The Affordable Care Act is set to face another Supreme Court challenge to its provision for no-cost prescription contraception, but unless you’re an employer that is a private company controlled by a few family members with strong religious convictions, you are unlikely to be affected.
Last November, the Supreme Court accepted seven different appeals from religious nonprofits that are trying to wash their hands of any role in providing employees with contraceptive coverage.
The issue of employers with religious objections seemed to be resolved in the 2014 Burwell v. Hobby Lobby Stores Inc. case, which gave those employers a way to opt out, but it also left many unanswered questions, said Tim Verrall, a shareholder at the law firm Ogletree, Deakins, Nash, Smoak & Stewart.
Employers with religious objections can submit a form stating their beliefs and let a third party cover the costs. But the group behind the most recent challenge has argued that even the act of filling out the form implicates them in a sin. They want to be covered by a blanket exemption that the government extends to churches.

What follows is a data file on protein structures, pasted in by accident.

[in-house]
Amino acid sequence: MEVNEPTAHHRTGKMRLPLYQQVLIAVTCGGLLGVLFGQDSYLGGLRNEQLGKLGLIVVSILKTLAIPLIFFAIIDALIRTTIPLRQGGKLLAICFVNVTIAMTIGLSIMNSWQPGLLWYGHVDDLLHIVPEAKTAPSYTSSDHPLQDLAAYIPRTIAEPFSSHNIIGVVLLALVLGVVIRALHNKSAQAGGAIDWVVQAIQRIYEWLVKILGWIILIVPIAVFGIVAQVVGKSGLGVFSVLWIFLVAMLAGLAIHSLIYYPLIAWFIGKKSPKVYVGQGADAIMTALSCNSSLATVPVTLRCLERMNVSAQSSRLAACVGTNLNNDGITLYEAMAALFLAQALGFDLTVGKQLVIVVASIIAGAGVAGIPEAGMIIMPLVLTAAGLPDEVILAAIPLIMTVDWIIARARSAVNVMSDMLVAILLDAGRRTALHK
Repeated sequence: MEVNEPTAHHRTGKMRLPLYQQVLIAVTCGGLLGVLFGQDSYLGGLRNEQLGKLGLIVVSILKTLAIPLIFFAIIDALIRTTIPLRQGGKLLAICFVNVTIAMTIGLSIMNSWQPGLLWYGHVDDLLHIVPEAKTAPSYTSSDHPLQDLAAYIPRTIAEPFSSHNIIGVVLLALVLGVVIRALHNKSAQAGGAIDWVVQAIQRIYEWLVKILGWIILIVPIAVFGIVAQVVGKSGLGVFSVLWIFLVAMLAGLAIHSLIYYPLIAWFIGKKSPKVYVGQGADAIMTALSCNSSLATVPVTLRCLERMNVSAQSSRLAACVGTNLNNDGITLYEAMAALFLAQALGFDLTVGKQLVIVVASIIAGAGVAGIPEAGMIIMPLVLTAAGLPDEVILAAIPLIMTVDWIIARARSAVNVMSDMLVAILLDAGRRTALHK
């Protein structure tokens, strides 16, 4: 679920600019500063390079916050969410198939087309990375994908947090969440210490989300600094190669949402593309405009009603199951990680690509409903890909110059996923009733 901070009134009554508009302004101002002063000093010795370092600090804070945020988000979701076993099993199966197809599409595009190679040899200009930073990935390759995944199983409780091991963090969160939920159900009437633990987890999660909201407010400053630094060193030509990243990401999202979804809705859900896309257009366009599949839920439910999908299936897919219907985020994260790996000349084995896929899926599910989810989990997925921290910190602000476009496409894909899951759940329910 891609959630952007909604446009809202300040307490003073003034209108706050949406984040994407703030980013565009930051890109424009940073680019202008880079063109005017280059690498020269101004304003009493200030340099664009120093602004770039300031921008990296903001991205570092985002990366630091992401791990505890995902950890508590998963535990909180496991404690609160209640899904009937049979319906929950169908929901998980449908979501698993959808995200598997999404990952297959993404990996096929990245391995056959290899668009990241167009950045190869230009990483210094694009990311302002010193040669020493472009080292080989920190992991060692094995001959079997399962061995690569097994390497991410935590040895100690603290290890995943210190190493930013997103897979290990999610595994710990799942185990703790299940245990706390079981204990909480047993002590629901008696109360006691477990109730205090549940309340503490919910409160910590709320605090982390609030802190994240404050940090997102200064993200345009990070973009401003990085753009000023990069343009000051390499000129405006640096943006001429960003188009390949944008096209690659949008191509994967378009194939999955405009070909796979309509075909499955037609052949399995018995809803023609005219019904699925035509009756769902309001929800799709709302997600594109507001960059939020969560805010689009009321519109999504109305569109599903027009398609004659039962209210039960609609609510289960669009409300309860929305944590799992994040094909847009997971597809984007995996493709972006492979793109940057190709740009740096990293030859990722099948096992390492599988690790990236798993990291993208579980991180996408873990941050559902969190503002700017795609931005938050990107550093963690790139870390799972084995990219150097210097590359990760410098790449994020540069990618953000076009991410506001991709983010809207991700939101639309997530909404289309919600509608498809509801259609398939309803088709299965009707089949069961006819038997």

“They believe that it’s like pushing a button that opens up a machine that give contraception to employees,” Verrall said. “The case is not about challenging the ACA as much as it is about religious freedom and whether filling out a form is burdening your exercise of religion.”
It’s an interesting case that gets a lot of press, but it isn’t going to affect many employers, according to Verrall.
“If you’re not an employer that is either a church, closely related to a church, or if you’re a not-for-profit company that is held by people who are related and have strong religious beliefs, this isn’t going to mean a whole lot to you,” he said.
A decision is expected before the end of the court’s session in June.